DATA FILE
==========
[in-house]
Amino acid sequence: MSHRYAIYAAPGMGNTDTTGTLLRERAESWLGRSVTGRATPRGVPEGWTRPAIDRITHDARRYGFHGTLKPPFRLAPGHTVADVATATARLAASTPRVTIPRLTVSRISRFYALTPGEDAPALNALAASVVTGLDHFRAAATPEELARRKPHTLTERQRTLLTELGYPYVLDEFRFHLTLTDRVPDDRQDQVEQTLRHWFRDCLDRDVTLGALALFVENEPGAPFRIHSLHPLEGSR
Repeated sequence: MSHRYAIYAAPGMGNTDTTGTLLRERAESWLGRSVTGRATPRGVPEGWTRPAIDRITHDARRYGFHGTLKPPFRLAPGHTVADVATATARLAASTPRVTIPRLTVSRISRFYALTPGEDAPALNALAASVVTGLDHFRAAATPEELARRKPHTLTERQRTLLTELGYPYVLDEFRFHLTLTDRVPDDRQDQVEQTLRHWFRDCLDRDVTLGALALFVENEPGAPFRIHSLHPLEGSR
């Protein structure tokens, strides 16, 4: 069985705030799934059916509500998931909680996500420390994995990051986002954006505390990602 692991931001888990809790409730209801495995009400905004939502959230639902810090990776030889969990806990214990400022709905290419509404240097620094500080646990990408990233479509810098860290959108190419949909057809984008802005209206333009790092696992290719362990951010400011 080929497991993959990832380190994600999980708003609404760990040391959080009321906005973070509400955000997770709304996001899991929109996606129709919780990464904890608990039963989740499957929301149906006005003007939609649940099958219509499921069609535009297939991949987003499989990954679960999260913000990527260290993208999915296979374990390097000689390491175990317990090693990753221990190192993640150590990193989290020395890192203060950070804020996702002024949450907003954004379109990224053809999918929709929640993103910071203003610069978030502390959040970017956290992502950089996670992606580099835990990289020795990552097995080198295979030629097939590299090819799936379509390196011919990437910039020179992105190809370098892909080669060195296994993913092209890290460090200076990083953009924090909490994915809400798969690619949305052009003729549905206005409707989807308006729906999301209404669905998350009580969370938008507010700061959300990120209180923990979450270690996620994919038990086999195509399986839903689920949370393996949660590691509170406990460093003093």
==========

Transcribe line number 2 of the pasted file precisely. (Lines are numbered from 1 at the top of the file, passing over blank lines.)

Amino acid sequence: MSHRYAIYAAPGMGNTDTTGTLLRERAESWLGRSVTGRATPRGVPEGWTRPAIDRITHDARRYGFHGTLKPPFRLAPGHTVADVATATARLAASTPRVTIPRLTVSRISRFYALTPGEDAPALNALAASVVTGLDHFRAAATPEELARRKPHTLTERQRTLLTELGYPYVLDEFRFHLTLTDRVPDDRQDQVEQTLRHWFRDCLDRDVTLGALALFVENEPGAPFRIHSLHPLEGSR